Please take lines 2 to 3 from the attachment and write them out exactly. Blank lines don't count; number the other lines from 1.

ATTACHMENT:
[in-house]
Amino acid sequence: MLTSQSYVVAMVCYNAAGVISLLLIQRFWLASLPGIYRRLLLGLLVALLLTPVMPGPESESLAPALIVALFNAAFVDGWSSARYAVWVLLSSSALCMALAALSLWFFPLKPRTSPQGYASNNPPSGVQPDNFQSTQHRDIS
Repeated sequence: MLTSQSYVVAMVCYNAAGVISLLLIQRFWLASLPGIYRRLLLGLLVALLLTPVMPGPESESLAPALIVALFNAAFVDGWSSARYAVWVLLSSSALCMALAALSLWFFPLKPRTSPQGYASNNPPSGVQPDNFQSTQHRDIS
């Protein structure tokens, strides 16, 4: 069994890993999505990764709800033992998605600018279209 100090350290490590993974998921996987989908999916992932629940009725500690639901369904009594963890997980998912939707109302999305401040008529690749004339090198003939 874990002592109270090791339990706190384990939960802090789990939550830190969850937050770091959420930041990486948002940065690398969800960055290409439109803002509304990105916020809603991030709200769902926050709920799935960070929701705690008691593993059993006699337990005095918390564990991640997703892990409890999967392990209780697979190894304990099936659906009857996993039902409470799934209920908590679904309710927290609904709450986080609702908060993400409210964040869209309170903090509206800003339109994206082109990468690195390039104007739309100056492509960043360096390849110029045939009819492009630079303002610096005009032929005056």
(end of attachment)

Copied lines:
Amino acid sequence: MLTSQSYVVAMVCYNAAGVISLLLIQRFWLASLPGIYRRLLLGLLVALLLTPVMPGPESESLAPALIVALFNAAFVDGWSSARYAVWVLLSSSALCMALAALSLWFFPLKPRTSPQGYASNNPPSGVQPDNFQSTQHRDIS
Repeated sequence: MLTSQSYVVAMVCYNAAGVISLLLIQRFWLASLPGIYRRLLLGLLVALLLTPVMPGPESESLAPALIVALFNAAFVDGWSSARYAVWVLLSSSALCMALAALSLWFFPLKPRTSPQGYASNNPPSGVQPDNFQSTQHRDIS